Dr. King's legacy lives on in many ways, including words I would like to share with you today:
‘Returning hate for hate multiplies hate, adding deeper darkness to a night already devoid of stars. Darkness cannot drive out darkness: only light can do that. Hate cannot drive out hate: only love can do that.' — Martin Luther King Jr."
Through light and love, we find more understanding and the ability to remain agreeable and find common ground, even when we disagree.
- Statement by Attorney General Schuette on SCOTUS Action in DeBoer v. Snyder
January 16, 2015
LANSING – Michigan Attorney General Bill Schuette today made the following statement in response to the United States Supreme Court to take up the case of DeBoer v. Snyder:
"This case involves people of good will, sincerely motivated, on both sides. All of Michigan's voters, as well as the citizens of our nation, will be well served by the court's decision to decide this case and resolve such an important issue.
"Therefore, I am pleased that the Supreme Court has chosen to review this case, so that important issues involving the fundamental institution of marriage, our Constitution and the rights of voters will be decided.
"Court cases, by their very nature, create an adversarial atmosphere between those representing the two sides of an argument. But in a democracy, reasonable people can disagree without being disagreeable."
- Attorney General Schuette Statement On Caspar v. Snyder Decision
January 15, 2015
LANSING – Michigan Attorney General Bill Schuette today made the following statement after a ruling by Judge Mark Goldsmith of Michigan's Eastern District United States District Court:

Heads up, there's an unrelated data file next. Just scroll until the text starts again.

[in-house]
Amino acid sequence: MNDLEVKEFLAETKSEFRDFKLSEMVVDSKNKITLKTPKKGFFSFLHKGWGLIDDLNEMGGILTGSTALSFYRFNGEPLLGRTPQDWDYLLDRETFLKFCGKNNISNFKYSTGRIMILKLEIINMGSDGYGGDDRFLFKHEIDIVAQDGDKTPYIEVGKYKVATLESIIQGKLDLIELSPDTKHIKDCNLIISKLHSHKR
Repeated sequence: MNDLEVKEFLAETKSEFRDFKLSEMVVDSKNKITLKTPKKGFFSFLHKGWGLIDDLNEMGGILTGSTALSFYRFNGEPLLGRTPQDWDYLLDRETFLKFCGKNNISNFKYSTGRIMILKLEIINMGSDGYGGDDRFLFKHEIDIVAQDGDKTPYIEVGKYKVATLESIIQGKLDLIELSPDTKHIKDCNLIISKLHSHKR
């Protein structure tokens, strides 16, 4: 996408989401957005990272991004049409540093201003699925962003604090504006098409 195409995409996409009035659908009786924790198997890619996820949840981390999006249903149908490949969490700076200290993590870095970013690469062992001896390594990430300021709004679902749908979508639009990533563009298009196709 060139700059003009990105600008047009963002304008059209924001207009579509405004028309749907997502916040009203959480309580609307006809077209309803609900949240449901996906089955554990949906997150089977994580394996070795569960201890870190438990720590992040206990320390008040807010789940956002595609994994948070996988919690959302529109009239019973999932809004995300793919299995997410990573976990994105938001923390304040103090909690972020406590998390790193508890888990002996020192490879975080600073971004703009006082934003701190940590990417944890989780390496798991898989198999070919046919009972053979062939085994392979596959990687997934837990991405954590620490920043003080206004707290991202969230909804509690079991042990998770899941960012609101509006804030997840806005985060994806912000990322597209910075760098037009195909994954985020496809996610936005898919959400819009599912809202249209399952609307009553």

"We are reviewing Judge Goldsmith's decision but as I have said repeatedly, the sooner the United States Supreme Court makes a decision on this issue the better it will be for Michigan and America."
- Schuette Charges Former Michigan Priest in 1980s Sexual Abuse Cases
January 12, 2015
LANSING – Attorney General Bill Schuette today announced his Criminal Division has charged James Francis Rapp, 74, currently incarcerated in another state, with multiple felonies for his alleged sexual assault of several Michigan boys in the 1980s. Rapp served as a priest, teacher, maintenance supervisor, and wrestling coach at Jackson Lumen Christi (JLC) High School in Jackson, Michigan from September 1980 through February 1986.
The charges follow an extensive investigation by the Jackson County Sheriff's Department with support from Schuette's Criminal Division.